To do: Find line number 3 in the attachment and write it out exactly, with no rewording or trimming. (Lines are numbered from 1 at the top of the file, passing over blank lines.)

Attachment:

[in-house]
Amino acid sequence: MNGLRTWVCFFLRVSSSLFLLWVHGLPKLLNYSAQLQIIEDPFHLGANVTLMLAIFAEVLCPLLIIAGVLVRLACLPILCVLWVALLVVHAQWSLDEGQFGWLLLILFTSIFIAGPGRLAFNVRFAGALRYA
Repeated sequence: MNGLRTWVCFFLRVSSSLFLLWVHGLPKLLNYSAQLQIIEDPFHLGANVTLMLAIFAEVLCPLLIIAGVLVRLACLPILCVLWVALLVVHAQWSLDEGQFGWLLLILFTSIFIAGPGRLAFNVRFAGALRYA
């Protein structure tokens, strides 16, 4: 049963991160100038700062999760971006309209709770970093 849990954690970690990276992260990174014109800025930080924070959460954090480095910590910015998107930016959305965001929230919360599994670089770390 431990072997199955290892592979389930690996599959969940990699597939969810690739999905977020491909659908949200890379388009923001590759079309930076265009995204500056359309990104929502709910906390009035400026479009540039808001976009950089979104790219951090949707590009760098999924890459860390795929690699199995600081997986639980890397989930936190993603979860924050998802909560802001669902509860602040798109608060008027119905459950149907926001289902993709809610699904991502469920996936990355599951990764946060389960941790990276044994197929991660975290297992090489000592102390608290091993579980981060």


Repeated sequence: MNGLRTWVCFFLRVSSSLFLLWVHGLPKLLNYSAQLQIIEDPFHLGANVTLMLAIFAEVLCPLLIIAGVLVRLACLPILCVLWVALLVVHAQWSLDEGQFGWLLLILFTSIFIAGPGRLAFNVRFAGALRYA